Gather Around the Fire: The Cherokee Bonfire Storytelling Series | Cherokee, NC

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Gather Around the Fire: The Cherokee Bonfire Storytelling Series

Dates: Fridays and Saturdays, June 29th - October 1st

Time: 7 to 9 pm

Location: Oconaluftee Island Park, Cherokee, NC 28719

Cost: Free

Every Friday and Saturday evening in Cherokee, crowds gather around 7 pm at the Oconaluftee Island Park to sit beside a roaring fire and listen to regional storytellers and performers share traditional Cherokee tales, myths, and history, passed down through the ages.

Sometimes there is also traditional Cherokee dance and music. No two weekend nights are the same. Nearby is the soothing sound of water, as the Oconaluftee river gently flows by.

As the bonfire is lit, hundreds gather on benches around it. Fire is a sacred symbol to the Cherokee people, and when the storyteller takes their place in front of it, on a square, concrete pad, a hush falls over the crowd.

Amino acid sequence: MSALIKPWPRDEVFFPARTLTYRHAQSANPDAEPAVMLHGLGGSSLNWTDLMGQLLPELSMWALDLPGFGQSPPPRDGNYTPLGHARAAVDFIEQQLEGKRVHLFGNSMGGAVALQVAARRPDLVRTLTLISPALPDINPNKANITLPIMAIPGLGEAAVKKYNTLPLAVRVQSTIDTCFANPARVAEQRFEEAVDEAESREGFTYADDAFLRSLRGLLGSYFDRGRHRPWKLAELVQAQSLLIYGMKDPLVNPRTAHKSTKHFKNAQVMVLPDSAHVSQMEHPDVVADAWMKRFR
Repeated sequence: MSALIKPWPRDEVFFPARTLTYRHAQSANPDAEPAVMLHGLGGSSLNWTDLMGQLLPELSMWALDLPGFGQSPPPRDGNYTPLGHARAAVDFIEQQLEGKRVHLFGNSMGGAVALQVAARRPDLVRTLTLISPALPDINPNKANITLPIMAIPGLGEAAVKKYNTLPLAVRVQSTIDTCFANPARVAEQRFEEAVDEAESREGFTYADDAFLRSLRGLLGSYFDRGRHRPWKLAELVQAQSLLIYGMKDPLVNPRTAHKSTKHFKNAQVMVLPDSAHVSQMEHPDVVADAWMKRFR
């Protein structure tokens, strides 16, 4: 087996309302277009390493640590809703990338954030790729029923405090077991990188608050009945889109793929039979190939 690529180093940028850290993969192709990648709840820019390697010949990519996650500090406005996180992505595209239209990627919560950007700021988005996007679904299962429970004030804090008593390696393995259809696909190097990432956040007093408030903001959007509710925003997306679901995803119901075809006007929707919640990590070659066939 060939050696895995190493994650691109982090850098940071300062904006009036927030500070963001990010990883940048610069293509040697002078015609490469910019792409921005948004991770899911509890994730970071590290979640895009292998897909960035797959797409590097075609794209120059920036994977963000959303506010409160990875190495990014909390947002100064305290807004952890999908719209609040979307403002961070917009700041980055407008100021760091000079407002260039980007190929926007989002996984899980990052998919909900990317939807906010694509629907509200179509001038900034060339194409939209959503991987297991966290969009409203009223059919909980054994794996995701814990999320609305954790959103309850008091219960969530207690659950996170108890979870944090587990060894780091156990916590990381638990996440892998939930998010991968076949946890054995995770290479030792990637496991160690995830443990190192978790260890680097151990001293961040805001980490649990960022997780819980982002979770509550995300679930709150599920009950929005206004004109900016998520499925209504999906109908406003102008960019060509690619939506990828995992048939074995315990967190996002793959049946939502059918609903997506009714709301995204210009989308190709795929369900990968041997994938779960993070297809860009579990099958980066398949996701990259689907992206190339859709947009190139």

It is time for the show to begin.

Stories range from animal stories to creation myths; light hearted stories, to suspenseful campfire-type stories, but they're all distinctly Cherokee. Performers wear 17th century clothing and welcome audience participation and interaction.

"You don't hear the same stories over and over," says Daniel Tramper, who has been organizing the Cherokee Bonfire since the very beginning. "We mix it up, so it's always something different."

On a given night, John John may tell the story of the first flute, and play his flute for the crowd. Or Lloyd Arneach might captivate the audience with a Cherokee legend. Sonny Ledford, another crowd favorite, can speak at length about Cherokee history and the ancient ways of life. Last Bear Wilnoty and his wife, Kota, sometimes perform together, telling Cherokee stories and sharing The Friendship Dance with those who have gathered around.

"At the Cherokee Bonfire, you can get a lot more culture and education about Cherokee," says Daniel Tramper.  "You can learn about the way we live now, and the way we used to live. It gives more insight into Cherokee, and Cherokee culture, and how great it is."

After the story there is an intermission, and marshmallows for roasting over the fire.

As the storyteller ends their performance for the night, the sun sets in brilliant colors over the mountains in Cherokee, and another show draws to a close.

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